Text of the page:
The added human resources broadened and diversified the orchestras’ competence base, which in itself was regarded as having improved the quality of concerts and increased audience interest while allowing orchestras to revitalise their programming. Pay rises were found to improve commitment on the part of the best musicians, which was seen as another quality factor. The central government transfer increase allowed orchestras to engage better-known international soloists and conductors, which contributed to audience interest and hence to ticket sales. Orchestras were also able to programme pieces that required larger forces to perform. Infrastructure improvements were made in the form of instrument acquisitions and IT replacements.
Some of the managers of municipal orchestras considered that their orchestra had not received any increase, because their local authorities had cut back on their funding at the same time. Others noted that the increase contributed to stability, confidence and continuity even if the orchestra did not gain the full monetary value of the increase. Some orchestras undertook extra activities that generated revenue.
More concerts, smaller audiences
At the time of the central government transfer increase, the number of concerts increased by 22%. A production boost was undertaken particularly by private orchestras that perform in variable line-ups and go on tours. While attendance for municipal orchestras decreased by 7% between 2007 and 2010, attendance for private orchestras increased by 23% in the same period (attendance: 38,000).
In 2009, the concert attendance figure was 88,000 lower than in 2008. Audience numbers decreased the most for municipal orchestras, and this trend continued in 2010. By contrast, private orchestras, many of which specialise in a particular genre of music, managed to regain their 2008 attendance level and even raise it further after the dip in 2009.
Changes since the central government transfer increase
In 2011, the Ministry of Education and Culture accepted one new orchestra, specialising in rhythm music, into the central government transfer system and allocated it nine person-years. Because the total number of person-years covered in the system remained the same, some orchestras already in the system lost person-years. A new orchestra had previously been accepted into the system in 2006.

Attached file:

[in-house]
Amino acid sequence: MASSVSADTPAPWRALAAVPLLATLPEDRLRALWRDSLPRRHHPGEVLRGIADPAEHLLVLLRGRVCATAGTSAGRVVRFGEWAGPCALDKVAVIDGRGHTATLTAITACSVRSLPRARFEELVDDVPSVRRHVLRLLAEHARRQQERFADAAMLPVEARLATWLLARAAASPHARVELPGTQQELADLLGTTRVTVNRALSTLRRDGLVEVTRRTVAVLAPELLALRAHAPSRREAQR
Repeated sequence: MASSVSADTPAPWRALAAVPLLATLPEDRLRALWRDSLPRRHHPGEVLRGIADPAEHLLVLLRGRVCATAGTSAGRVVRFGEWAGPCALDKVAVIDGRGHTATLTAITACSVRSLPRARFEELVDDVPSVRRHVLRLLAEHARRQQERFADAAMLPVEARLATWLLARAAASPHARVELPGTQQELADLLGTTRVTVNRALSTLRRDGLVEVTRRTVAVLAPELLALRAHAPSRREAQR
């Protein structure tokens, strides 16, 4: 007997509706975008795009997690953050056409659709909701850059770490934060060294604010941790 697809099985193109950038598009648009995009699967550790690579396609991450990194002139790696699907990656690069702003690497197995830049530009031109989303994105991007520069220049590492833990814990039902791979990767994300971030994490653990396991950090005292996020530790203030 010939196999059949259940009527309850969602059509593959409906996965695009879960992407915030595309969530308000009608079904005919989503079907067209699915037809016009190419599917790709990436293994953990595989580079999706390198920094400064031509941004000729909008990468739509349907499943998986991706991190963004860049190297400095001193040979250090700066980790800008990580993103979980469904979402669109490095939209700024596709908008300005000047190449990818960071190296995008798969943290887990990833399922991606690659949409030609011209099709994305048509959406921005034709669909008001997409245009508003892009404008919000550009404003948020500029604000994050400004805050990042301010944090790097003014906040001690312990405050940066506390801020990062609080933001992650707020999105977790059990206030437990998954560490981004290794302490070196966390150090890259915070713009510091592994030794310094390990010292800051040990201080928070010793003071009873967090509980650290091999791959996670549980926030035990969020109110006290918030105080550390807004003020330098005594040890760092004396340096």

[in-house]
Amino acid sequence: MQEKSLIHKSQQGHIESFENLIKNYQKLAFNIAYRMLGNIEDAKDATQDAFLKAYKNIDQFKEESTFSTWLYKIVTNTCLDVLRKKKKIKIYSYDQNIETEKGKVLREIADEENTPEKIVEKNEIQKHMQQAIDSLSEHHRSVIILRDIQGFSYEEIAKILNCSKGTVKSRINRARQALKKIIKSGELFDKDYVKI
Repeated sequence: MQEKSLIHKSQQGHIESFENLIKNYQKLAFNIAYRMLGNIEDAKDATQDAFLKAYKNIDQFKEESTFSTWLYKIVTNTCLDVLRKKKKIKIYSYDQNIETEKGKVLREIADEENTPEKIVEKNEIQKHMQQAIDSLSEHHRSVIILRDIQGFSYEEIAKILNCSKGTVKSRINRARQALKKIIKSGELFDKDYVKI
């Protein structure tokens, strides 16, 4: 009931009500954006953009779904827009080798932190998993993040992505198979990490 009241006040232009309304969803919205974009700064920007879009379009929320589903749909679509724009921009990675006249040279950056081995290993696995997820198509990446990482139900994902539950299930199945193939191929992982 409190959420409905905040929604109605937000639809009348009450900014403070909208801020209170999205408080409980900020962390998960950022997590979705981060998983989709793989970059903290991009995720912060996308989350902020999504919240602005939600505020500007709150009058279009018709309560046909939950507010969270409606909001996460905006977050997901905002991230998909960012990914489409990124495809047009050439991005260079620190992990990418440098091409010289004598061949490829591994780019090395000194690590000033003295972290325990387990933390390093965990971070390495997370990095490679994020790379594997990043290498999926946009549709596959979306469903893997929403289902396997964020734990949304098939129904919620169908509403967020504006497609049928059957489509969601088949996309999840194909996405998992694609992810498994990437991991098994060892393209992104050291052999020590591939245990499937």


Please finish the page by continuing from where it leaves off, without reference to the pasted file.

In 2012, central government transfers to orchestras were cut by about EUR 200,000 on the basis of a fixed-term cost-cutting Act, as the National Gallery was brought under funding from the National Lottery, which is also the source of the funding for central government transfers for orchestras. In 2013, this temporary measure was made permanent, and the cost cut stayed. In 2014, the number of person-years allocated to orchestras was increased by a total of four person-years. By a decision of the Minister of Culture, this increase was awarded to four small orchestras that had a rather small number of person-years to begin with, specialising in Baroque music, rhythm music, chamber music and popular entertainment. The total sum of central government transfers to orchestras, EUR 21.4 million, remained broadly the same as in the previous year.
The Ministry of Education and Culture is currently engaged in further development of the central government transfer system in order to fulfil the key goal of cultural policy – to increase the potential for all population groups and all citizens to participate in cultural events. The aim is to take the quality of operations and the activeness of the institutions into account in determining funding and to reserve a few per cent of the total sum of central government transfers for performance-based allocation. The Ministry aims for a decision on performance-based funding for orchestras to be made during the term of government beginning after the general election in 2015.
Hilppa Sorjonen D.Sc.(Econ. and Bus.Adm.) is a Senior Researcher at the Foundation for Cultural Policy Research Cupore and a lecturer in marketing at the University of Helsinki and a part-time lecturer at the Aalto University, Open University. She is a member of the Board of the Espoo Music Festivals Association.
Translation: Jaakko Mäntyjärvi
Photo: Antti Kangassalo